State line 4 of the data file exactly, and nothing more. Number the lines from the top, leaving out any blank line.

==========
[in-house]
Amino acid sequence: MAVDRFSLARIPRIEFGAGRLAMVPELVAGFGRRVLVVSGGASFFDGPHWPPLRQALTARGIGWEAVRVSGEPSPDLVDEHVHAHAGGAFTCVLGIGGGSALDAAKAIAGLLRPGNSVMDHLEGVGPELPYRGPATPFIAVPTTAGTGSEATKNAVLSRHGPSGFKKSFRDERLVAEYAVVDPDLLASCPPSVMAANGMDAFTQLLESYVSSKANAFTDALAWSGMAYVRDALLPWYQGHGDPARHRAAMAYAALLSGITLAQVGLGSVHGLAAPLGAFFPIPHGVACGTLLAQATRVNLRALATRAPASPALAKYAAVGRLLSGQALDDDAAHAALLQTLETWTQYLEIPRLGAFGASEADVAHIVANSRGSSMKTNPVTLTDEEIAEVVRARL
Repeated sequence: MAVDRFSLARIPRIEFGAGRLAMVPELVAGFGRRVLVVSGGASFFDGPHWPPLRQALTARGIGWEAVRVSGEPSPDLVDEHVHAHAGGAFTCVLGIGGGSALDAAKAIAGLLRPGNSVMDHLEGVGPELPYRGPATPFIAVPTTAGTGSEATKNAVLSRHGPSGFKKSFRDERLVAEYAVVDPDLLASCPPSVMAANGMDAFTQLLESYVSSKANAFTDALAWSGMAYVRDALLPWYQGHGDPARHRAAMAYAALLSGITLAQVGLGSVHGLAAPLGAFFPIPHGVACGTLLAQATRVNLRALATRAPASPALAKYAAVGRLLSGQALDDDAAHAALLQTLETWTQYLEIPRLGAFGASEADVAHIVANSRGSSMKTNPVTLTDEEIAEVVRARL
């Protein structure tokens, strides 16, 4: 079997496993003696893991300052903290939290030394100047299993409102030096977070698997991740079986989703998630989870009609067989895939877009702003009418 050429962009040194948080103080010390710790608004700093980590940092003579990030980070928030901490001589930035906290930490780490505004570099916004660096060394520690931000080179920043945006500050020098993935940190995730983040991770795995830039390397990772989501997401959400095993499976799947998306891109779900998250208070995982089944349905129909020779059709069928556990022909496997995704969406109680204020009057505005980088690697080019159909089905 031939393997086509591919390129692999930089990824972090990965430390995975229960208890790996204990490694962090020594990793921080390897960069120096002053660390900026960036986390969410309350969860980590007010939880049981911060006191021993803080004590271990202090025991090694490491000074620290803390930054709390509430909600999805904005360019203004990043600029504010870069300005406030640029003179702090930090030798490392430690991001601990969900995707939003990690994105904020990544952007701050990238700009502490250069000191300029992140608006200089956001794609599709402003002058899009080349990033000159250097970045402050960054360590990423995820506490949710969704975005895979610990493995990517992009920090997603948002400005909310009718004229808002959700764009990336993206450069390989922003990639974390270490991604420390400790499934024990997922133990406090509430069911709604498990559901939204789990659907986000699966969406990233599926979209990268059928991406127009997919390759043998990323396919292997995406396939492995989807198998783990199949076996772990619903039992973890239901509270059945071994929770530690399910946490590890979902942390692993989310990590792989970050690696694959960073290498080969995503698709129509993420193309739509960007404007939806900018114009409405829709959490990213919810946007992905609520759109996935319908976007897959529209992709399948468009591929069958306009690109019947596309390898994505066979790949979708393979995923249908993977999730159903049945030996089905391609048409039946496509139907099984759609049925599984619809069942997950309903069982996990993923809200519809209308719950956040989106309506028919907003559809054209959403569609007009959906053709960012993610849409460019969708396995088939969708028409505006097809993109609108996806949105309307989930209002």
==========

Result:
């Protein structure tokens, strides 16, 4: 079997496993003696893991300052903290939290030394100047299993409102030096977070698997991740079986989703998630989870009609067989895939877009702003009418 050429962009040194948080103080010390710790608004700093980590940092003579990030980070928030901490001589930035906290930490780490505004570099916004660096060394520690931000080179920043945006500050020098993935940190995730983040991770795995830039390397990772989501997401959400095993499976799947998306891109779900998250208070995982089944349905129909020779059709069928556990022909496997995704969406109680204020009057505005980088690697080019159909089905 031939393997086509591919390129692999930089990824972090990965430390995975229960208890790996204990490694962090020594990793921080390897960069120096002053660390900026960036986390969410309350969860980590007010939880049981911060006191021993803080004590271990202090025991090694490491000074620290803390930054709390509430909600999805904005360019203004990043600029504010870069300005406030640029003179702090930090030798490392430690991001601990969900995707939003990690994105904020990544952007701050990238700009502490250069000191300029992140608006200089956001794609599709402003002058899009080349990033000159250097970045402050960054360590990423995820506490949710969704975005895979610990493995990517992009920090997603948002400005909310009718004229808002959700764009990336993206450069390989922003990639974390270490991604420390400790499934024990997922133990406090509430069911709604498990559901939204789990659907986000699966969406990233599926979209990268059928991406127009997919390759043998990323396919292997995406396939492995989807198998783990199949076996772990619903039992973890239901509270059945071994929770530690399910946490590890979902942390692993989310990590792989970050690696694959960073290498080969995503698709129509993420193309739509960007404007939806900018114009409405829709959490990213919810946007992905609520759109996935319908976007897959529209992709399948468009591929069958306009690109019947596309390898994505066979790949979708393979995923249908993977999730159903049945030996089905391609048409039946496509139907099984759609049925599984619809069942997950309903069982996990993923809200519809209308719950956040989106309506028919907003559809054209959403569609007009959906053709960012993610849409460019969708396995088939969708028409505006097809993109609108996806949105309307989930209002």